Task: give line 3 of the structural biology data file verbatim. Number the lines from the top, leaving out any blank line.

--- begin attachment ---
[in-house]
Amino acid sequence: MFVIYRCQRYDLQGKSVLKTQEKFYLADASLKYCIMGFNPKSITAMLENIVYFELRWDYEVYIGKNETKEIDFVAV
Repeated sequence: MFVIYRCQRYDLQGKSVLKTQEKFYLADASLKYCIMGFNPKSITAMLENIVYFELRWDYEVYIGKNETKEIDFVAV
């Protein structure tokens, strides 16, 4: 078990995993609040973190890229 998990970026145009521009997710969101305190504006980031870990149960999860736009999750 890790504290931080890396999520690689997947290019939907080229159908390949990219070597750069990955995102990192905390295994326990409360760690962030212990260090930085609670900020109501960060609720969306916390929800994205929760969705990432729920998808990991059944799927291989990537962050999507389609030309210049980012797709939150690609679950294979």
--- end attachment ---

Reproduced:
Repeated sequence: MFVIYRCQRYDLQGKSVLKTQEKFYLADASLKYCIMGFNPKSITAMLENIVYFELRWDYEVYIGKNETKEIDFVAV